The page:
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These little stories will all be true, and some of them so short that His Royal Highness will understand them, as soon as he can read fluently. The greater part of them are anecdotes of young princes, but I have added a few, of other illustrious children, and some striking ones, of great and virtuous kings.

Princes, in their early years, have great advantages: they are placed under the care of persons of known integrity, cultivation, and experience; and they are removed from the example of all low and grovelling vices: hence it is, perhaps, that history furnishes us with so many beautiful instances of young princes, distinguished by excellent qualities and great acquire



"A Christian is the highest style of Man." YOUNG.

RINCES being less amenable than other men to


human laws, should be early impressed with their entire dependence upon the Divine Will. To none, in so eminent a sense as to Princes, does that sentiment of an inspired writer belong, "Not that we are sufficient of ourselves, but our sufficiency is of God." That illustrious monarch, Gustavus Adolphus of Sweden, was so deeply sensible of this truth, that when he was surprised by one of his officers in secret prayer in his tent, he said to him, "Persons of my rank are answerable to God alone for their actions; this gives the enemy of mankind a peculiar advantage over us; an advantage which can only be resisted by prayer, and reading the Scriptures."


DWARD the Sixth began to reign young like

Josias, the virtuous king of Judah, and the English were fond of calling him their Josiah. Like him, he had a strong sense of religious duty and reverence, and he gave an instance of it at the early age of six years. He was playing one day with some children of his own age, and wishing to get something that was beyond his reach, one of his little companions placed on the ground a Bible, for him to stand upon. He beheld the profanation with much displeasure, and removed the book himself.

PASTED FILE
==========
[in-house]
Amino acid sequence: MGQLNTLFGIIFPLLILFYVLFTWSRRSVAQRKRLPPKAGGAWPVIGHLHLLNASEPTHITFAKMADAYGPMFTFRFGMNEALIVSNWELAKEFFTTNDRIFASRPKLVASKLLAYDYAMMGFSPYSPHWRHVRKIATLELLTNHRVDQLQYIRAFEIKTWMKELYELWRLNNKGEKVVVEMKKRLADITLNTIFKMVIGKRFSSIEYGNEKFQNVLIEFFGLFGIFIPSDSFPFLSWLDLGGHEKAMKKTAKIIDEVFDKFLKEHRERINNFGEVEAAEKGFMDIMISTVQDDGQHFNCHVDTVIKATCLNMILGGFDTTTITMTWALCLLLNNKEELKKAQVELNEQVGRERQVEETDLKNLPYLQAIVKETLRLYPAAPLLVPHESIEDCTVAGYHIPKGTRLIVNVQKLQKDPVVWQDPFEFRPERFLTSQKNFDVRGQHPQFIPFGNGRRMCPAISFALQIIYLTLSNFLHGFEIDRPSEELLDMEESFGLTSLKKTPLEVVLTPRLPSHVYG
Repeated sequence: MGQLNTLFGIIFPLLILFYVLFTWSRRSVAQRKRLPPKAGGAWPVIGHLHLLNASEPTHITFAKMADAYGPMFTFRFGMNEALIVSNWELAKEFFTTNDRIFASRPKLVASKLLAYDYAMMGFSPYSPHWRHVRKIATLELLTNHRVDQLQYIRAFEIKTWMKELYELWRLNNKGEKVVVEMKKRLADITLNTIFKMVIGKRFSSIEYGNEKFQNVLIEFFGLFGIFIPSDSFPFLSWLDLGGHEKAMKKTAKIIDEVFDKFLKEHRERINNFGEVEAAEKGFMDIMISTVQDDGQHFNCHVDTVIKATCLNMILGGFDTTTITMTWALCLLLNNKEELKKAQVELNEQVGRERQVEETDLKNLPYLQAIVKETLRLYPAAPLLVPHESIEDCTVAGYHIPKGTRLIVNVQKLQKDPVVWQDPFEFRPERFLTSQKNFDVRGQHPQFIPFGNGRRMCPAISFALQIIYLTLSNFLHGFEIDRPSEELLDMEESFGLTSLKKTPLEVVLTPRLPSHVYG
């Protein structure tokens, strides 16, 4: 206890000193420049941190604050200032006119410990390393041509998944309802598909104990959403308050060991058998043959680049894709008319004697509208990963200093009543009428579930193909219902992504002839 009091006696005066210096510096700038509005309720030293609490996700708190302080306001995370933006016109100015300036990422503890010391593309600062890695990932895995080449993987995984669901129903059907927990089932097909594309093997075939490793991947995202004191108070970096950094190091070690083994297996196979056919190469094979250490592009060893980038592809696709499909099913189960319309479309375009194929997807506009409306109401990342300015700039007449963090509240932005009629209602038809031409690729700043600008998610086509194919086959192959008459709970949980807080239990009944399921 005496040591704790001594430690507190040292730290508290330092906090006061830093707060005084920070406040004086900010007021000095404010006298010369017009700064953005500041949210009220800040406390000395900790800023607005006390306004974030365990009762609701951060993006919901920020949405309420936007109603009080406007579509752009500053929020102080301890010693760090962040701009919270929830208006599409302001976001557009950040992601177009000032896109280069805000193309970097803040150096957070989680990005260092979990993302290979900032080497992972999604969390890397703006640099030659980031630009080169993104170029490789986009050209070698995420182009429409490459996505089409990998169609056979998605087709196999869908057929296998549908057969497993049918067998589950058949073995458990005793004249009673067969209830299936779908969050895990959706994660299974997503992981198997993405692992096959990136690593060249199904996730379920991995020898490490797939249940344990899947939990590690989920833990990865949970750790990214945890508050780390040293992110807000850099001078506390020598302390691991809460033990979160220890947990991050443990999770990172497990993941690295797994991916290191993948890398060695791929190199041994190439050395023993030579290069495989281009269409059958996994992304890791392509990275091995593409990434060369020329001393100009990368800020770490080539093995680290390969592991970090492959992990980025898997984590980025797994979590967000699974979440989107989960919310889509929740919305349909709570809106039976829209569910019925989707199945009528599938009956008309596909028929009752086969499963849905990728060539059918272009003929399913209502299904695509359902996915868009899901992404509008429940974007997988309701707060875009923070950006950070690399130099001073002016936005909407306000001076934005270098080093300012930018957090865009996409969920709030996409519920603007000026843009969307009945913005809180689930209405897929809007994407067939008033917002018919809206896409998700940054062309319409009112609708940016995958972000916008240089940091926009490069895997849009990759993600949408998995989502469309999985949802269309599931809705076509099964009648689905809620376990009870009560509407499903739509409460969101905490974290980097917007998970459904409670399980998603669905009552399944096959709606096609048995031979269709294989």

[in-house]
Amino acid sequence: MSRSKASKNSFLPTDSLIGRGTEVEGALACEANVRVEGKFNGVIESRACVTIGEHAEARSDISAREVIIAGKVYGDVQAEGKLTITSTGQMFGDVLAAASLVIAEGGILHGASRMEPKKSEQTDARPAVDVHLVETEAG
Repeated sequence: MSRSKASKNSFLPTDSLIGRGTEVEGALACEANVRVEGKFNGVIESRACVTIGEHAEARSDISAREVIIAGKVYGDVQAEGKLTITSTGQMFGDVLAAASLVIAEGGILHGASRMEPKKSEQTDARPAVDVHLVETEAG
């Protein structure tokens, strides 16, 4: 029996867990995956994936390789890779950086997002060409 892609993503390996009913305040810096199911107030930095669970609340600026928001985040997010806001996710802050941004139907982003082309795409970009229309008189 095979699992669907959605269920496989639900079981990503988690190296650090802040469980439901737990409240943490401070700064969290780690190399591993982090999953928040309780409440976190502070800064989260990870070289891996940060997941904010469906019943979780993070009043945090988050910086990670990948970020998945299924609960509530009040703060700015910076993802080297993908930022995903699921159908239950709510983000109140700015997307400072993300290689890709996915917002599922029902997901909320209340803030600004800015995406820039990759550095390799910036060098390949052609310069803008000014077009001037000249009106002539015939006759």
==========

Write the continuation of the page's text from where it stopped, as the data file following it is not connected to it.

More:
LITTLE daughter of Charles the First died at the age of four years. While on her death-bed, one of her attendants desired her to pray. She said she could not say her long prayer, meaning the Lord's prayer, but that she would try to say her short one: Lighten my darkness, O Lord God! and let me not sleep the sleep of death." She had no sooner said it, than she laid her little head on the pillow, and expired.



HE Princess Amelia, youngest daughter of George the Third, when about three years old, heard that Mrs. Delany, a venerable old lady, of whom she was very fond, was ill. When saying her prayers at night, to her nurse, she added, of her own accord, "Pray God make Lany well again."



HE following interesting anecdote of the Princess Charlotte of Wales, at the early age of five years, is extracted from the journal of the venerable B. Porteus, Bishop of London. "Yesterday the sixth of August, 1801, I passed a very pleasant day at Shrewsbury House, near Shooter's Hill, the residence of the Princess Charlotte of Wales; the day was fine, the prospect extensive and beautiful, taking in a large reach of the Thames, which was covered with vessels of various sizes and descriptions: we saw a good deal of the young princess; she is a most captivating and engaging child; and considering the high station she may hereafter fill, a most interesting and important one. She repeated to me several of her hymns, with great correctness and propriety; and, on being told, that when she went to

South End in Essex, she would then be in my diocese, she fell down on her knees, and begged my blessing. I gave it to her with all my heart, and with my earnest secret prayers to God, that she might adorn her illustrious station with every christian grace, and that if ever she became the Queen of this truly great and glorious country, she might be the means of diffusing virtue, piety, and happiness, through every part of her dominions."


PRINCE George, afterwards George the Third,

when scarcely six years old, displayed such abilities, that he was taken from the nursery, and placed solely under the care of his first tutor, Dr. Francis Ayscough, afterwards Bishop of Bristol. The Doctor appears, by his modesty and candour, to have been well qualified for his duty, as is exemplified in a letter to the learned and pious Dr. Doddridge, where he says, "I thank God, I have one great encouragement to quicken me in my duty, which is the good disposition of the children entrusted to me; as an instance, I must tell you, that Prince George, to his honour and my shame, had learned several pages in your book of verses, without any directions from me."

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